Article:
D1, partners install fiber optics to improve connectivity of assets
Years after installing conduit throughout the region, District 1 initiated partnerships this past construction season to fill the conduit with fiber optics—an investment in infrastructure that will enhance connectivity, help ITD diagnose and solve transportation issues more efficiently, and ease the transportation of goods and services to further the economic opportunity of the area.
D1 worked with Syringa Networks and Fatbeam LLC to install 56 miles of fiber optics along Interstate 90 and state highways, allowing for the future connection of signals, interchanges, cameras, traffic counters, dynamic messaging signs and maintenance sheds.
Before these partnerships, the district only had fiber optics along 7.5 miles of highway, D1 GIS analyst Rob Beachler said.
Connecting the entire district via fiber optics will enable engineers to observe traffic flow and to remotely adjust the timing of signals, eliminating the need for ITD electricians to be on site. Traffic engineers can also scan for crashes and coordinate with other agencies through fiber optics to respond in a more timely manner, Beachler said.
Beachler said the communications providers outfitted the Cedars and Wolf Lodge maintenance sheds on I-90 with internet for the first time, and although D1 still has 40 miles of fiber optics to install and two sheds along I-90 to connect, the district is on the verge of developing a network capable of potentially supporting a regional traffic center in the future.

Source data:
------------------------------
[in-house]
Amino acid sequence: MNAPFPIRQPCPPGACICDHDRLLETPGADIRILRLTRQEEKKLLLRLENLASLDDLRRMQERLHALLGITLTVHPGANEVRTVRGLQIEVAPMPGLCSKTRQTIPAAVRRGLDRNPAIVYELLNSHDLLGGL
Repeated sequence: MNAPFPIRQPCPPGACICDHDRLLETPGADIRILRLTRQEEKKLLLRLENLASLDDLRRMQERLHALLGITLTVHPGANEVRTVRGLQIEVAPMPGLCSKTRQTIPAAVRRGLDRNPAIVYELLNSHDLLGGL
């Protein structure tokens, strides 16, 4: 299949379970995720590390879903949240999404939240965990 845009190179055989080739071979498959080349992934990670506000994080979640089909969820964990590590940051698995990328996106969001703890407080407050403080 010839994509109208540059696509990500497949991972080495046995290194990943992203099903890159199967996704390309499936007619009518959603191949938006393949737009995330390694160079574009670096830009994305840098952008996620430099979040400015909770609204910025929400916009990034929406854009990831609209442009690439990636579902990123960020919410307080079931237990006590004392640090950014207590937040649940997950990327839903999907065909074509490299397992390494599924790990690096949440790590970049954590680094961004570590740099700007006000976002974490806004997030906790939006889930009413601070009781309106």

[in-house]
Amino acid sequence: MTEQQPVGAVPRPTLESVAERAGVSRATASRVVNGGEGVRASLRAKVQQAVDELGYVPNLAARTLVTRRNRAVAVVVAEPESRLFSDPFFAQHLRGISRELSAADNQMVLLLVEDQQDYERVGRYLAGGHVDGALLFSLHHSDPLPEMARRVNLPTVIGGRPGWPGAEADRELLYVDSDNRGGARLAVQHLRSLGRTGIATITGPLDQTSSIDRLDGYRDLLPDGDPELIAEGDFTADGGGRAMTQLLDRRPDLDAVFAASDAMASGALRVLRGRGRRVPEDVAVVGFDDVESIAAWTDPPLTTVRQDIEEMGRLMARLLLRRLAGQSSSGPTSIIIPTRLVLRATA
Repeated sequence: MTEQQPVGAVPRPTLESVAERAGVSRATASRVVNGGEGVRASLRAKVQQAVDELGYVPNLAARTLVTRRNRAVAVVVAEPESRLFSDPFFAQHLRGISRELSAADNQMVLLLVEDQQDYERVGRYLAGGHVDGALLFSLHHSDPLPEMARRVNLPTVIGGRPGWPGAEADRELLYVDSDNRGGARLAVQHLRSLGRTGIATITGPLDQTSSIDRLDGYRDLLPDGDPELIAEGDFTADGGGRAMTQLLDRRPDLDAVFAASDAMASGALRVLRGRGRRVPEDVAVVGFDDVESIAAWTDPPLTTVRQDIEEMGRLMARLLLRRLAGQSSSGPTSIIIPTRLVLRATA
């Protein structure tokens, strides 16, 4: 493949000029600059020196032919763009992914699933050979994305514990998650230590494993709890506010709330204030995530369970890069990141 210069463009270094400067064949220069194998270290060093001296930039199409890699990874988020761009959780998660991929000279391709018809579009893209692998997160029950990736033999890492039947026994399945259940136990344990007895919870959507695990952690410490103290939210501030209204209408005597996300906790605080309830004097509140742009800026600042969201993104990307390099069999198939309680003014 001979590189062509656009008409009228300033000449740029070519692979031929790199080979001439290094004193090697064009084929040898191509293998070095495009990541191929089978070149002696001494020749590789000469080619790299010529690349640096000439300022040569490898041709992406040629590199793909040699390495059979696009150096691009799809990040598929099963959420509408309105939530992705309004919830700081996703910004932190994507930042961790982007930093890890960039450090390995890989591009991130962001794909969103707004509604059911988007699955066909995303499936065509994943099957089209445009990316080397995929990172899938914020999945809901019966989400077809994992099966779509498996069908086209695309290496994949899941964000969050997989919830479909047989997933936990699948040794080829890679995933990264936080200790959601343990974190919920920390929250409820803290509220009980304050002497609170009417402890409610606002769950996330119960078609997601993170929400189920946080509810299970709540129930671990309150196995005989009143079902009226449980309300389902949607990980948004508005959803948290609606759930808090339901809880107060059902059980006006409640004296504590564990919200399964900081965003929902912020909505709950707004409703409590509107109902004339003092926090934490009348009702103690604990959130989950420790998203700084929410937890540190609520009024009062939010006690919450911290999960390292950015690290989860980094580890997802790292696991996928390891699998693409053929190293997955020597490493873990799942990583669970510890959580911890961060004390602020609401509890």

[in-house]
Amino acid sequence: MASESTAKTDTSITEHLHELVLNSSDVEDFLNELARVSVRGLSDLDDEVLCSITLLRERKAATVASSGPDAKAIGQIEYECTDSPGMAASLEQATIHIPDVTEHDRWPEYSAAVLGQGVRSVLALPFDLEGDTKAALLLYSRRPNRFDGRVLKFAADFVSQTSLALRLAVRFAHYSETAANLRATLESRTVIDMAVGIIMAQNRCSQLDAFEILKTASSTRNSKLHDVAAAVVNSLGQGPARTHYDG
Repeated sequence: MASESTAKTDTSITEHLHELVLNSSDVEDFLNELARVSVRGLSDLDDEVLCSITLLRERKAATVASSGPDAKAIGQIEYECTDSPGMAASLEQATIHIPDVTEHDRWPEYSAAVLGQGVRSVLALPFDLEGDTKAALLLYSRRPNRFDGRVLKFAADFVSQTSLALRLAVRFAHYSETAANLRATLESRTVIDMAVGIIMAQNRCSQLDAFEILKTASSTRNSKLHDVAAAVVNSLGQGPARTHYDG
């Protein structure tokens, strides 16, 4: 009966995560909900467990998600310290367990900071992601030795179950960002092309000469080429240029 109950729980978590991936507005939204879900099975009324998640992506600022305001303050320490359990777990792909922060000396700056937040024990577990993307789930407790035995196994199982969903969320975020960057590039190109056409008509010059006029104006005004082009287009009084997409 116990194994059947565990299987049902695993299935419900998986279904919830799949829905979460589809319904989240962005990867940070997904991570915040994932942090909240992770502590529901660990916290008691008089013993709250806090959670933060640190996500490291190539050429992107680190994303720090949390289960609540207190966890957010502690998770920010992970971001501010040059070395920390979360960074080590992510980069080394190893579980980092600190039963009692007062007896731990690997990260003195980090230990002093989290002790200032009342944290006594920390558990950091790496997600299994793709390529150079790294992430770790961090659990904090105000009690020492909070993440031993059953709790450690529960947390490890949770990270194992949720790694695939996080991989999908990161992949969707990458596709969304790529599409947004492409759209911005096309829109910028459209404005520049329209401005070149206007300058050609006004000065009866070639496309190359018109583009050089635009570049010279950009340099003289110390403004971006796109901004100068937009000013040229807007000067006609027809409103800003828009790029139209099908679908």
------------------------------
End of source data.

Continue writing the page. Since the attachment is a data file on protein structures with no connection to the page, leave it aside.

“We would then have the backbone to connect signals in the entire Kootenai County metro area,” Beachler said. “The ITD fiber backbone could serve a regional traffic center.”
Improved connectivity comes at no cost to the district, which had the foresight to install empty conduit along major highways during earlier construction projects. D1 initiated long-term shared resource agreements with the communications providers to populate its empty conduit with fiber optics. The district increased connectivity in the metro area, and the providers now offer high-speed internet services to other organizations by extending beyond the primarily line, Beachler said.
Through this partnership, Fatbeam has been able to offer high-speed internet to rural schools along US-95 and Idaho Highway 54, and Syringa Networks has connected to the Idaho Department of Labor and DMV in Post Falls along I-90. With the help of ITD, both providers have advanced the economic opportunity of the area by offering essential services that were previously not available to local businesses, Beachler said.
D1 will continue to partner with communications providers in coming years to achieve complete connectivity capable of improving traffic management.